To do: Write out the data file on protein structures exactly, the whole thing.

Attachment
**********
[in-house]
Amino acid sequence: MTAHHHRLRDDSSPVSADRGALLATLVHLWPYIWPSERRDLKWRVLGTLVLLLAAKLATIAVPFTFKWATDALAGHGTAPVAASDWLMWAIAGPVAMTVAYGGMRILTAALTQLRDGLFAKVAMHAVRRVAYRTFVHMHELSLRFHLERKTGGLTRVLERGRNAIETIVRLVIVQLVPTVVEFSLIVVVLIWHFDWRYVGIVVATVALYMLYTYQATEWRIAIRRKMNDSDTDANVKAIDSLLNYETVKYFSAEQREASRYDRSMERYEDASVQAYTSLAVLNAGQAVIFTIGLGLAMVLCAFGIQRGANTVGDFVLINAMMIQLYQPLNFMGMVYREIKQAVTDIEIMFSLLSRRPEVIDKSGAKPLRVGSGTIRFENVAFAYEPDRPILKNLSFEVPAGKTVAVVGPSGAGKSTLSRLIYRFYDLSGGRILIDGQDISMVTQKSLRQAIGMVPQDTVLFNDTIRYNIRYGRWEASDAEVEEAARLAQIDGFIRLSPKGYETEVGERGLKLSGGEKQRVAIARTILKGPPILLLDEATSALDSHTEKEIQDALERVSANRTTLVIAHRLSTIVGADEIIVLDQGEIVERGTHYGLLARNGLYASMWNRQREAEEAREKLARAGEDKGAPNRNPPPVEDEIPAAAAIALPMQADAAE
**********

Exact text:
[in-house]
Amino acid sequence: MTAHHHRLRDDSSPVSADRGALLATLVHLWPYIWPSERRDLKWRVLGTLVLLLAAKLATIAVPFTFKWATDALAGHGTAPVAASDWLMWAIAGPVAMTVAYGGMRILTAALTQLRDGLFAKVAMHAVRRVAYRTFVHMHELSLRFHLERKTGGLTRVLERGRNAIETIVRLVIVQLVPTVVEFSLIVVVLIWHFDWRYVGIVVATVALYMLYTYQATEWRIAIRRKMNDSDTDANVKAIDSLLNYETVKYFSAEQREASRYDRSMERYEDASVQAYTSLAVLNAGQAVIFTIGLGLAMVLCAFGIQRGANTVGDFVLINAMMIQLYQPLNFMGMVYREIKQAVTDIEIMFSLLSRRPEVIDKSGAKPLRVGSGTIRFENVAFAYEPDRPILKNLSFEVPAGKTVAVVGPSGAGKSTLSRLIYRFYDLSGGRILIDGQDISMVTQKSLRQAIGMVPQDTVLFNDTIRYNIRYGRWEASDAEVEEAARLAQIDGFIRLSPKGYETEVGERGLKLSGGEKQRVAIARTILKGPPILLLDEATSALDSHTEKEIQDALERVSANRTTLVIAHRLSTIVGADEIIVLDQGEIVERGTHYGLLARNGLYASMWNRQREAEEAREKLARAGEDKGAPNRNPPPVEDEIPAAAAIALPMQADAAE